from The American Heritage® Dictionary of the English Language, 4th Edition
- n. A confection made of ground almonds or almond paste, egg whites, and sugar, often molded into decorative shapes.
from Wiktionary, Creative Commons Attribution/Share-Alike License
- n. A confection of almond paste, sugar and egg white.
from the GNU version of the Collaborative International Dictionary of English
- n. A confection made of almonds and sugar mixed into a paste and molded into shapes. Same as marchpane
from WordNet 3.0 Copyright 2006 by Princeton University. All rights reserved.
- n. almond paste and egg whites
For lunch, macaroons and white chocolates filled with marzipan from the farmer's market near Wall Street.
They're little cakes that are brushed with an apirot glaze, coated in marzipan and then topped with poured fondant.
I then rolled out 2 mooshed together 7 oz packages of Odense marzipan from the supermarket.
While the modern word marzipan now means the filling, the name originally described the casing; marzapane comes from the Arabic word mauthaban that meant the jars the candy came in.
In fact, "marzipan" is often used to refer to fondant even if there's no actual almond paste in it therefore making it not marzipan.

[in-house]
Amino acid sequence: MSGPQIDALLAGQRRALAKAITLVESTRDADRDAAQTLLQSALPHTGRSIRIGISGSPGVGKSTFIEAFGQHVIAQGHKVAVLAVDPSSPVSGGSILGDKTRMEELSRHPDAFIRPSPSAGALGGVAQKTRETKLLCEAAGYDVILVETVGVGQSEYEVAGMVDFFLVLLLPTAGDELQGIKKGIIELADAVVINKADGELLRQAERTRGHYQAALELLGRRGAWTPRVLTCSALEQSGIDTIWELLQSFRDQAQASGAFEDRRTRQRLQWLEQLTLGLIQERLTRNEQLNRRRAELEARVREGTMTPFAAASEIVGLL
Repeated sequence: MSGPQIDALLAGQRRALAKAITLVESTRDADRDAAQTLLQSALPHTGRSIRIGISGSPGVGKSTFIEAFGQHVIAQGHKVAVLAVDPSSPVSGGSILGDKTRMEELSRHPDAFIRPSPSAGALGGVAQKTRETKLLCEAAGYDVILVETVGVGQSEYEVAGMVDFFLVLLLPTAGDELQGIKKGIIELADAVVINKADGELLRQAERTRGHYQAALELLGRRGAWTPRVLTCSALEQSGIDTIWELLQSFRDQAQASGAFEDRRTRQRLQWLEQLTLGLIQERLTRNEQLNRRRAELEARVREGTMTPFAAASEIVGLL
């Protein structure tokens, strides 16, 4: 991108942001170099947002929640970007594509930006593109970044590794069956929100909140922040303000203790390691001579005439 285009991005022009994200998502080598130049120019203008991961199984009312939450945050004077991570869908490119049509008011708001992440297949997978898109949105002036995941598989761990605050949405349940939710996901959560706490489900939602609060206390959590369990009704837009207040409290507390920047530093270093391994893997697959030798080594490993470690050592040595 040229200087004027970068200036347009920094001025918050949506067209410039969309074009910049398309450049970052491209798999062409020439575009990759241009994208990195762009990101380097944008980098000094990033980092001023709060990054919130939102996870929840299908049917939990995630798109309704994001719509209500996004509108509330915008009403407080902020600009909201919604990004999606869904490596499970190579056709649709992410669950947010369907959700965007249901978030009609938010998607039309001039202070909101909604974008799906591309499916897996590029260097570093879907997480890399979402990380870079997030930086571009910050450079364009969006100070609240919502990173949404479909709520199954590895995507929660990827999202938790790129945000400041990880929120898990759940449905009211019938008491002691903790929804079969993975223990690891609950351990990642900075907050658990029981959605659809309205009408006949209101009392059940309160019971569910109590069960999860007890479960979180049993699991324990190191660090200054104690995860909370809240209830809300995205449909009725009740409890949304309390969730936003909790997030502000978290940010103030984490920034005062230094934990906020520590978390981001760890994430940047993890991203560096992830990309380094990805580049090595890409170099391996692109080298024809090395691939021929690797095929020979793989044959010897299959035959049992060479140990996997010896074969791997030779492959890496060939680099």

We used dyed gum to make the hands, but you can also work with any other edible treat that can be molded (such as marzipan).
There are even recipes for Christmas delicacies, such as marzipan and metzel soup, from the cookbook of Pennsylvania Dutch food historian William Woys Weaver.
I hope her best Christmas gift is marzipan fruits.
I made marzipan white roses in bunches around the 4 corners of the cake and piped pretty borders around the top and bottom perimeters.
It's easy for Rosario to remember exactly when the Ditmars Boulevard pastry shop began serving Astorians cannoli filled with ricotta cream, pignoli tarts, sfogliatelle, marzipan fruits and cassetta cake along with a little slice of old-world Italy.